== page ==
ALBUQUERQUE, N.M. (KRQE) – Internet access is a challenge for many students learning remotely. Now, the City of Albuquerque is teaming up with Central New Mexico Community College graduates to help out and build mobile internet trailers. “You can roll this around really anywhere in the city and you can set up a mobile hotspot,” Brian Rashap, Educator of CNM Ingenuity’s Internet of Things bootcamp, said.
According to APS, at least 20% of its district has reported having difficulties getting wifi. “Especially during COVID-19 right now, obviously there’s a lot of students that can’t get to wifi. They’ve got the computers, they just can’t get onto the internet,” Mark Leech, Deputy Director of the city’s Dept. of Technology and Innovation, said.
The city commissioned CNM Ingenuity’s Internet of Things bootcamp to help. Three graduates of the program spent eight weeks building two mobile internet trailers. “What we’ve been able to do with these smaller trailers is get into neighborhoods and get into areas of public housing perhaps that we weren’t able to get into before,” Leech said.
“There’s [sic] three solar panels that collect the energy, then gets funneled through to the batteries, and then powers through the smart cone here,” Nycole Davila, a graduate who worked on the trailer, said. The trailer then connects with T-Mobile cellular towers for internet access.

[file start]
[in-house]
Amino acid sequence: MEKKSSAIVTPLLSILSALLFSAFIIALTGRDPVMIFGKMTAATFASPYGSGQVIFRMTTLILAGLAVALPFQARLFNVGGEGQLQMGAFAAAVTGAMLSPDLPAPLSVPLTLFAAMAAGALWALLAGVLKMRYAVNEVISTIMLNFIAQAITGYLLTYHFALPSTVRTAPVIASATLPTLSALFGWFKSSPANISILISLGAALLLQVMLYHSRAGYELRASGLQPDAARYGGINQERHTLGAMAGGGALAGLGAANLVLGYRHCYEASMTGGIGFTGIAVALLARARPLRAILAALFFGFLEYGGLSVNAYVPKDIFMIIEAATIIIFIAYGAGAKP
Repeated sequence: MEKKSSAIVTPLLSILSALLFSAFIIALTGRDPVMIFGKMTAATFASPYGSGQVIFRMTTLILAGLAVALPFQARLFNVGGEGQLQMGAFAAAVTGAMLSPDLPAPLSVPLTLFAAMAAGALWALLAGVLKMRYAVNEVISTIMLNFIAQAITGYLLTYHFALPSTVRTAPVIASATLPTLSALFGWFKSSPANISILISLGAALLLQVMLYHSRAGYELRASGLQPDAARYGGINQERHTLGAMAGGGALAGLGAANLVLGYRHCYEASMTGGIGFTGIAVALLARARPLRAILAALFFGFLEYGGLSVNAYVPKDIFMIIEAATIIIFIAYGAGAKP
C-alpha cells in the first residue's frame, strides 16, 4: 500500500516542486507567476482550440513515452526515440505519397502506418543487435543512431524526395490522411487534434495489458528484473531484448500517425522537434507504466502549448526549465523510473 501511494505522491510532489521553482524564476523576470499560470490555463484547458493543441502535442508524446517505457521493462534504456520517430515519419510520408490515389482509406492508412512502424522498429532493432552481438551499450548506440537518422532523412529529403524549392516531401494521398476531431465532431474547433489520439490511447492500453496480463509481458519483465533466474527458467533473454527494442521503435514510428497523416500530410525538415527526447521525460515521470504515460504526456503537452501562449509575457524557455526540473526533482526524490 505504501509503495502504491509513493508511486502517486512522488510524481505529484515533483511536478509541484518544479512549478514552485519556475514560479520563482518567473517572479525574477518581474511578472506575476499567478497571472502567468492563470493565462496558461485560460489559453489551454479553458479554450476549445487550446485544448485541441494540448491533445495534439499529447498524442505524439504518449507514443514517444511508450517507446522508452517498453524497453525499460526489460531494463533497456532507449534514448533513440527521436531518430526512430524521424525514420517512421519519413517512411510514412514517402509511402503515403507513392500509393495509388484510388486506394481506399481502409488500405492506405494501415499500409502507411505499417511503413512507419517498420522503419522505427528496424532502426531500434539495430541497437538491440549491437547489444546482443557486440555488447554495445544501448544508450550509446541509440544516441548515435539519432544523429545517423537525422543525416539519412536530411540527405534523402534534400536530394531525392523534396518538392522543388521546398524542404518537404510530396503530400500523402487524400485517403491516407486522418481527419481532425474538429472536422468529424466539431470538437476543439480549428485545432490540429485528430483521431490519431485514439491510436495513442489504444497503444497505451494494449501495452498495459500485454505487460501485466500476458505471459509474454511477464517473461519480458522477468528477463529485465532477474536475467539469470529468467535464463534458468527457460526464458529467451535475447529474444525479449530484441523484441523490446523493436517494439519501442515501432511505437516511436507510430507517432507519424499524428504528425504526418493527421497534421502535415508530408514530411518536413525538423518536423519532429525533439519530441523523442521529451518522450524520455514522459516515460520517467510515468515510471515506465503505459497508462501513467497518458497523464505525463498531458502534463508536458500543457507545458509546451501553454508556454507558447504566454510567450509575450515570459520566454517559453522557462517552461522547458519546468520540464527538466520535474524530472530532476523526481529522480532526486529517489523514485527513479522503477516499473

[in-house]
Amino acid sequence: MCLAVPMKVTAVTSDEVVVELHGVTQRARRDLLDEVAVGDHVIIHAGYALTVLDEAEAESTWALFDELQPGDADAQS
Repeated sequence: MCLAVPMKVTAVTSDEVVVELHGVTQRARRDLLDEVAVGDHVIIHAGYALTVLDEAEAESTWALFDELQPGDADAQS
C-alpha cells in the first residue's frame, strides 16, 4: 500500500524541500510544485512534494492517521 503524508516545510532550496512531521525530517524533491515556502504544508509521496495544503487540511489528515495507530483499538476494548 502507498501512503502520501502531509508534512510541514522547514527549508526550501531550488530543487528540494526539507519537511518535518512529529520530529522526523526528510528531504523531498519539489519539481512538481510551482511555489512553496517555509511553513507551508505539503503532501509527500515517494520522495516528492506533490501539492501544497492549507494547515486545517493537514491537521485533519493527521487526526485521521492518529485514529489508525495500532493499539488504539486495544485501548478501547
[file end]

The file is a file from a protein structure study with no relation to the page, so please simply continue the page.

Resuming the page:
For Davila, the project is personal. “Mainly because I have one sister that works in the hospital. My other sister is an APS teacher. So, if I can just do something to help them and make their lives easier during this time, [I’m] absolutely willing to do it,” she said.
Over the next few weeks, the trailer will be tested at the city’s Pino Yards site to see how it operates new buildings and trees. “We’ll walk around the yard and make sure we have a wide range of connectivity, good bandwidth with the internet, and that we do get that 24-hour a day internet capability,” Rashap said.
If successful, the city may hire a local company to build a fleet of mobile trailers based on the CNM graduates’ prototype. The cost of the two prototypes was $10,650 and was paid for by city funds. More information is available on CNM’s website.